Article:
St. George's Concert Hall, Bradford
Friday, 11th March 2005
Showtime 7.30pm

by Steve Teale

      In all her years of performing, Petula Clark cannot have had many more welcoming audiences than the one which greeted her at St George's Hall last night.
     A near-capacity crowd cheered her every song and at the end she was weighed down with more than a dozen bouquets. Interflora must have had a good day.
     It was richly deserved. Petula, now 72, holds the record for the longest span in the charts for a woman (1954 for The Little Shoemaker to 2005 for a lesser known French song in, of all places, Belgium). In all, she's sold 70 million records and recorded in five languages, most notably English and French.
      She has a French husband and, strangely, is regarded by the French as being almost French. Many of the songs she sang last night were in French.
     She also had plenty of anecdotes to string these songs together, from meeting Charlie Chaplin in Switzerland to dancing with Fred Astaire in one of his biggest films. The woman who was billed as Britain's Shirley Temple had the audience eating out of her hand.
     Petula took the audience on a tour of her career. She sang some of her well-known songs such as Couldn't Live Without Your Love and hits from two musicals which she has starred in, Blood Brothers and Sunset Boulevard.
     She made them wait for her most well known song, Downtown, but it was warmly received.
     She sang some songs which she had written herself and even recited a piece of poetry about life in the theatre which went down well.
      But that was nothing to the applause which came for an unscripted song which she sang as an encore. It was Needles and Pins, sung in French, at the request of a man in the front row. And despite the fact that none of her eight musicians had any warning, they supported her well.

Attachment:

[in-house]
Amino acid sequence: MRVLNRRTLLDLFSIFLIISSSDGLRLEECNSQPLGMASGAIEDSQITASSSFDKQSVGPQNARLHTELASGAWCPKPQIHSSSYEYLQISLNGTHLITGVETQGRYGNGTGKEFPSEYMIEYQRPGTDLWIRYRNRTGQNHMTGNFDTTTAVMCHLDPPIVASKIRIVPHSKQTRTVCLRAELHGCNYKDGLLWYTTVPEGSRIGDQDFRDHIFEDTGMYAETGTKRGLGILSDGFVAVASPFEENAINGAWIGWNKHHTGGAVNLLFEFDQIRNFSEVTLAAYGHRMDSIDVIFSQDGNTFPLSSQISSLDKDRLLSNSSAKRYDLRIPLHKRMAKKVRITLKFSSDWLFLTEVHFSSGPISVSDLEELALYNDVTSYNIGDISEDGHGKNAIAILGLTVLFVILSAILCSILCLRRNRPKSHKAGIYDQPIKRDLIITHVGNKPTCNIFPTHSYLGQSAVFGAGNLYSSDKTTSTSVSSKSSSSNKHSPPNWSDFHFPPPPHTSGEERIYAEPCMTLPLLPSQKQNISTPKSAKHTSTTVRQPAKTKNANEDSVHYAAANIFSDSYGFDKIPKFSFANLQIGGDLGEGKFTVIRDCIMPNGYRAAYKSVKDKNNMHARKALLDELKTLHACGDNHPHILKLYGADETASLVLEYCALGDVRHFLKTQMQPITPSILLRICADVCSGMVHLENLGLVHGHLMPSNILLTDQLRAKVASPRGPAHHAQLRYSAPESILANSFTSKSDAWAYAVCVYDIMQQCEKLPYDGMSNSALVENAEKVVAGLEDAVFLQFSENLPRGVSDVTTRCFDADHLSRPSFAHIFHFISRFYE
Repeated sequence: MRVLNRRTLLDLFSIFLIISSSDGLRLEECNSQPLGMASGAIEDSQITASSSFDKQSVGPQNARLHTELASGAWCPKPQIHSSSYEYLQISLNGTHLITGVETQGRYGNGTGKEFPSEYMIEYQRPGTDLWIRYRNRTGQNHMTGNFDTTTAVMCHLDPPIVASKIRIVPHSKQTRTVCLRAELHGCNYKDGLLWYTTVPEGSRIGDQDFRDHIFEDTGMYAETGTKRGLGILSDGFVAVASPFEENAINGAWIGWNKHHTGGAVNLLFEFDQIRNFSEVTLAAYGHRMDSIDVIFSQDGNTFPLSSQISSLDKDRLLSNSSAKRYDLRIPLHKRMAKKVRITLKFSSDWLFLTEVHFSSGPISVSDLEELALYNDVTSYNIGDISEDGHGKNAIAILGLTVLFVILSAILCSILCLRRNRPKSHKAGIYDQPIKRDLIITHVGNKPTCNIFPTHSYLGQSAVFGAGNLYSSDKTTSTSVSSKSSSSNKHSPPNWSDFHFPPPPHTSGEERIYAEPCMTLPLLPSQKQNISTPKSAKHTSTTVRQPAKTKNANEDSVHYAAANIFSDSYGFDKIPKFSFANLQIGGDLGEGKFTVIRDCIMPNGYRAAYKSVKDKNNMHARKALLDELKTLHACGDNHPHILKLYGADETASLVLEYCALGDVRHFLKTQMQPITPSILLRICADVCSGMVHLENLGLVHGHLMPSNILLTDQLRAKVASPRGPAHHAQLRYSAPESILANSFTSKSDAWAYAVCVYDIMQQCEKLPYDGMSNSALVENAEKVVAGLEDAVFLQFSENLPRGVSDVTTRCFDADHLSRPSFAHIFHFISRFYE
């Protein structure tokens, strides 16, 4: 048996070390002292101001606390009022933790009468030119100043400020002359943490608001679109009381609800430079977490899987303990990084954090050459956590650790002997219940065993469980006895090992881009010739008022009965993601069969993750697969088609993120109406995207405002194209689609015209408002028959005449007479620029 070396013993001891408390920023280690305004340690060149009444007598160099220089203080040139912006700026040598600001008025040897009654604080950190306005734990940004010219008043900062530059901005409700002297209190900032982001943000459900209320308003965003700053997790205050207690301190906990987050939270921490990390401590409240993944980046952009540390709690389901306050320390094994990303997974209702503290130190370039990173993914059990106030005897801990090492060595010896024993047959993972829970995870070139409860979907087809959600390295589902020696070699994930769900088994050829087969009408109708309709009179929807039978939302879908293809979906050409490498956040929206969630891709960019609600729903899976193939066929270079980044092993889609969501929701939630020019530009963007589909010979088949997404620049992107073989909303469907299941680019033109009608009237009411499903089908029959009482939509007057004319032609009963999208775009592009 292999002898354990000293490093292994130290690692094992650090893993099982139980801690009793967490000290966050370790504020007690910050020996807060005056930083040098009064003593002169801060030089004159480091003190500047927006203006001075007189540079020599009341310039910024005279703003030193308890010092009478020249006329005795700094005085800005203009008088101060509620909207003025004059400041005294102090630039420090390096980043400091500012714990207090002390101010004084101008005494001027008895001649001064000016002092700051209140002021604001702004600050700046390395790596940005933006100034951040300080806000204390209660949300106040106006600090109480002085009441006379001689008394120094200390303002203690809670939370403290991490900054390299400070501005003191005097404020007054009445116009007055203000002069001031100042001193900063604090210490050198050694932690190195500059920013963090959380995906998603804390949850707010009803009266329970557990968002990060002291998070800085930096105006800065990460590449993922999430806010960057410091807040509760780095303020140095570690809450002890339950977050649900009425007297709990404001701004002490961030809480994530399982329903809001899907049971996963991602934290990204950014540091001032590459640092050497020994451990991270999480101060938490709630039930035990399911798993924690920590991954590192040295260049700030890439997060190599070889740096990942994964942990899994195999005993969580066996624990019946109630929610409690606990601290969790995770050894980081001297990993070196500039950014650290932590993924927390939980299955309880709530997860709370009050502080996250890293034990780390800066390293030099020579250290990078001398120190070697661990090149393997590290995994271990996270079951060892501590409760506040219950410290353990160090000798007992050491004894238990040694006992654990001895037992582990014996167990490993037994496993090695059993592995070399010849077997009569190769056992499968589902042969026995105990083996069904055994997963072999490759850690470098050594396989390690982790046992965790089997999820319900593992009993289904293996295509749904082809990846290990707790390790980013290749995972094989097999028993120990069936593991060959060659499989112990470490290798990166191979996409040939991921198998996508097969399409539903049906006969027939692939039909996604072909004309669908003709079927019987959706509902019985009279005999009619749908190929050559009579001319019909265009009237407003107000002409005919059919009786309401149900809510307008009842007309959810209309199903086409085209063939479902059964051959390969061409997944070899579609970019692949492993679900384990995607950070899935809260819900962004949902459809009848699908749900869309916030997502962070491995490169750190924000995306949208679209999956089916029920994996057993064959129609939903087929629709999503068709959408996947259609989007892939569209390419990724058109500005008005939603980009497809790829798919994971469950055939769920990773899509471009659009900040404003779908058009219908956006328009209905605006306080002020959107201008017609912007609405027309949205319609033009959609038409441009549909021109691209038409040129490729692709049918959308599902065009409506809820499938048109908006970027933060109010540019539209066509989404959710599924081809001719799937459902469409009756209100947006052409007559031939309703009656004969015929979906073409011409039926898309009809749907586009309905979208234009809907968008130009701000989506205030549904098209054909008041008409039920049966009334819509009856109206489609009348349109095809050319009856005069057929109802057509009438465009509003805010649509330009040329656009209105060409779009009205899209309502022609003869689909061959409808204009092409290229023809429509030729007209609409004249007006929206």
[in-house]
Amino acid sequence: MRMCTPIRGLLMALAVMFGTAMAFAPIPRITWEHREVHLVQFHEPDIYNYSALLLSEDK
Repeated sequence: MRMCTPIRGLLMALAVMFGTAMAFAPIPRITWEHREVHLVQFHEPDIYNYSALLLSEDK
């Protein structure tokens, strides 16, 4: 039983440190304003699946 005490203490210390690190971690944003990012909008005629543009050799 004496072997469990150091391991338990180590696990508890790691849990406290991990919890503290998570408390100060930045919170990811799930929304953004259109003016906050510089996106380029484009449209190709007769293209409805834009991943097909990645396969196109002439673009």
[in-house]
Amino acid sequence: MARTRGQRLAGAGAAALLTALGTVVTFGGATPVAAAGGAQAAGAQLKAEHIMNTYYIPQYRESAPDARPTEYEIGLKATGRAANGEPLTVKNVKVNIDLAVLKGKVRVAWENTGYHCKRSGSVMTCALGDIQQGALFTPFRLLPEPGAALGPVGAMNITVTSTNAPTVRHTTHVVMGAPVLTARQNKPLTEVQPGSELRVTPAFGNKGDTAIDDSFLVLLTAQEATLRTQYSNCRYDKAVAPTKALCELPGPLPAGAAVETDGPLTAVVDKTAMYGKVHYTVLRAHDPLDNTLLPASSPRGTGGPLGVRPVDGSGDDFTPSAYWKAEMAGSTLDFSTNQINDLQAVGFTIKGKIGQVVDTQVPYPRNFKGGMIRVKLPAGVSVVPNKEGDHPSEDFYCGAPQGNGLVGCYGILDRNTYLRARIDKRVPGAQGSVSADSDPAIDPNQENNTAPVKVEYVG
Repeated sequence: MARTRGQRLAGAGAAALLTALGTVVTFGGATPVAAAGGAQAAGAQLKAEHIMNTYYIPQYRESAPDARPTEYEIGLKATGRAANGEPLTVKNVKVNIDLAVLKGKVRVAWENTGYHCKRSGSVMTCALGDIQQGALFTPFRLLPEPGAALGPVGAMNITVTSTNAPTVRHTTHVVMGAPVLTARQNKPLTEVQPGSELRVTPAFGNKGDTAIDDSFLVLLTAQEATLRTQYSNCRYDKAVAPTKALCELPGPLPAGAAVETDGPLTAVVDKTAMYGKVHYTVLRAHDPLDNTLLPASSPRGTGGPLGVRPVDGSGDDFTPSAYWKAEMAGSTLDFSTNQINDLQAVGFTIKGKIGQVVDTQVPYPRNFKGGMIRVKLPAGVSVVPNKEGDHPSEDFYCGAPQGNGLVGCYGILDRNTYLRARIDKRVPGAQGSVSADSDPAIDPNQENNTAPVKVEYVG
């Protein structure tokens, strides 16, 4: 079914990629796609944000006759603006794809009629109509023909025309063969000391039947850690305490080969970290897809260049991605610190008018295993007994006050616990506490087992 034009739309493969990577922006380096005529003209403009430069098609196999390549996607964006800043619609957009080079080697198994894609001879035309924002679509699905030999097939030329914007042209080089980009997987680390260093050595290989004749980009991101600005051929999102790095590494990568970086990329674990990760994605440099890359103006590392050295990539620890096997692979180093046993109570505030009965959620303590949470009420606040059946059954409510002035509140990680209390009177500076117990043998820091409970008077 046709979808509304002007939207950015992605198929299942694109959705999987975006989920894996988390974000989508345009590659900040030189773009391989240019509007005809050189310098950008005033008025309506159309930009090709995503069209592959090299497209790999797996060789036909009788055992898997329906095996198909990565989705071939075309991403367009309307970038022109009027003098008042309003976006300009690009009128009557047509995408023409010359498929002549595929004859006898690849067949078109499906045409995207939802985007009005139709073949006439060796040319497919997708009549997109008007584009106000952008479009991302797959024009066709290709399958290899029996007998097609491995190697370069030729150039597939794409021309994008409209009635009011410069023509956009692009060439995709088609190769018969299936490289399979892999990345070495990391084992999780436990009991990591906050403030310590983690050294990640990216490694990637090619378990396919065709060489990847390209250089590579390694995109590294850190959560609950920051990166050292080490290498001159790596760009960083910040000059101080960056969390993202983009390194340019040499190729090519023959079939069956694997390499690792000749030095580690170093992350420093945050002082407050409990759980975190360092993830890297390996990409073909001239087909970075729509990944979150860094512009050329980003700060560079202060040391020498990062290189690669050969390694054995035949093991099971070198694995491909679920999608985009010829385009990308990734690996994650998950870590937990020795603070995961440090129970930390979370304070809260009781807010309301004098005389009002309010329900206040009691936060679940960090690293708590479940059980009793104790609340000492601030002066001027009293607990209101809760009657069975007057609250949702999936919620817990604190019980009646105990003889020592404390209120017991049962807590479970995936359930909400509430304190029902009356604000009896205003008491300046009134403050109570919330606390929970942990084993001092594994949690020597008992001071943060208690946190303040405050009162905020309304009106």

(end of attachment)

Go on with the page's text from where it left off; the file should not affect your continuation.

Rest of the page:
From beginning to end, her voice sounded as strong and as clear as it ever was in her hey-day.

Tuesday, 15 March, 2005
Congress Theatre
Eastbourne, England UK

2005 UK Tour

Congress Theatre, Eastbourne
Tuesday 15th March 2005
Showtime 7.30pm

      I am truly, madly and deeply head over heals in love.
     The object of my affection is former child star turned international superstar Petula Clark, who has been entertaining us for more than 50 years. She has recorded more than 1,000 songs and is still going strong in a career which has also included 30 films.
     She can still belt out a show-stopper, swing a jazz tune and croon a ballad. This woman, who was brought up around Chichester, has certainly come a long way. I guess I first fell in love with her when Downtown and Don't Sleep In The Subway, Darling hit the charts in the early Sixties.
     I have had a thing about strawberry blondes and redheads every since.
     And hearing these songs on Tuesday night peeled the intervening years away and took me back to my testosteronefuelled teenage years.
     It was as if Petula Clark had never been away as she was the original Ms Dynamite and she looks and sounds just as good now.
     She can still swing a great song, most of which were hits before hip-hop, garage and techno where ever dreamed of.
     Now she sings a mix of old and new and she is still writing lyrics with a cutting edge, such as an emotional tribute to 9/11 victims called Starting Again.
     Backed by an eight-piece band led by her regular musical director Kenny Clayton, she mixed ballads with pop and rock'n'roll songs as well as anecdotes from her life and some pretty good piano playing of her own from the shows.
     Along with some of her French hits and songs from her international cabaret career, Ms Clark proved how she has paid her dues and bought herself a warm and enchanting place in the heart of Brits everywhere, showeding she has stolen my heart clean away.
     And if you won't take my word, three encores and two standing ovations must surely prove the point.

Thursday 17th March 2005 - 7:30pm
North Wales Theatre
Llandudno, Wales